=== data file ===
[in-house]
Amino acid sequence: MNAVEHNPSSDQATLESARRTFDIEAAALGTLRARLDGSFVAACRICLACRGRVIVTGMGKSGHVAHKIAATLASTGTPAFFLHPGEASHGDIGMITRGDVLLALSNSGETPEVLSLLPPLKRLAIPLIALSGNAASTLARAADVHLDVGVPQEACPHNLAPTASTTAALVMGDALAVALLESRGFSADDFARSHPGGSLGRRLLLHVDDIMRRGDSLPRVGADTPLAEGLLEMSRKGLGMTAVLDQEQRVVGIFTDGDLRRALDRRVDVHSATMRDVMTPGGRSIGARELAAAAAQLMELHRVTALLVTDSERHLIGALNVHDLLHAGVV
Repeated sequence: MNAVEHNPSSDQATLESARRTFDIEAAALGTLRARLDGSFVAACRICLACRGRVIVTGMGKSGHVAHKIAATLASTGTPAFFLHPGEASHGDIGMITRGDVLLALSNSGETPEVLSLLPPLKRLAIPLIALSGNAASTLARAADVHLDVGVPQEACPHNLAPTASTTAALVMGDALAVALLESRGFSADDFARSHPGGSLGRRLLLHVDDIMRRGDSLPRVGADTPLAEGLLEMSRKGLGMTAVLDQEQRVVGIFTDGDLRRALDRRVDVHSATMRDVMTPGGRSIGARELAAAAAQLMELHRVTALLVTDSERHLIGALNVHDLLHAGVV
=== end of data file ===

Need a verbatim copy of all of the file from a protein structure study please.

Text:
[in-house]
Amino acid sequence: MNAVEHNPSSDQATLESARRTFDIEAAALGTLRARLDGSFVAACRICLACRGRVIVTGMGKSGHVAHKIAATLASTGTPAFFLHPGEASHGDIGMITRGDVLLALSNSGETPEVLSLLPPLKRLAIPLIALSGNAASTLARAADVHLDVGVPQEACPHNLAPTASTTAALVMGDALAVALLESRGFSADDFARSHPGGSLGRRLLLHVDDIMRRGDSLPRVGADTPLAEGLLEMSRKGLGMTAVLDQEQRVVGIFTDGDLRRALDRRVDVHSATMRDVMTPGGRSIGARELAAAAAQLMELHRVTALLVTDSERHLIGALNVHDLLHAGVV
Repeated sequence: MNAVEHNPSSDQATLESARRTFDIEAAALGTLRARLDGSFVAACRICLACRGRVIVTGMGKSGHVAHKIAATLASTGTPAFFLHPGEASHGDIGMITRGDVLLALSNSGETPEVLSLLPPLKRLAIPLIALSGNAASTLARAADVHLDVGVPQEACPHNLAPTASTTAALVMGDALAVALLESRGFSADDFARSHPGGSLGRRLLLHVDDIMRRGDSLPRVGADTPLAEGLLEMSRKGLGMTAVLDQEQRVVGIFTDGDLRRALDRRVDVHSATMRDVMTPGGRSIGARELAAAAAQLMELHRVTALLVTDSERHLIGALNVHDLLHAGVV